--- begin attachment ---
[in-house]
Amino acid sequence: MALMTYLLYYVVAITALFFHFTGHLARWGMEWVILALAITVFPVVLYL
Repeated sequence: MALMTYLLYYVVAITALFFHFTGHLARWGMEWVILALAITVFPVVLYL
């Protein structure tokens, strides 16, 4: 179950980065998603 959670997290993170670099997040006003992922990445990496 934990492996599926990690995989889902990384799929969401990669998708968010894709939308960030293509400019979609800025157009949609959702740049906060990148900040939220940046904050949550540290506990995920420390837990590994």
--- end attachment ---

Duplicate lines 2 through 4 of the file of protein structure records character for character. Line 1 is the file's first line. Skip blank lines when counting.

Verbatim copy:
Amino acid sequence: MALMTYLLYYVVAITALFFHFTGHLARWGMEWVILALAITVFPVVLYL
Repeated sequence: MALMTYLLYYVVAITALFFHFTGHLARWGMEWVILALAITVFPVVLYL
């Protein structure tokens, strides 16, 4: 179950980065998603 959670997290993170670099997040006003992922990445990496 934990492996599926990690995989889902990384799929969401990669998708968010894709939308960030293509400019979609800025157009949609959702740049906060990148900040939220940046904050949550540290506990995920420390837990590994």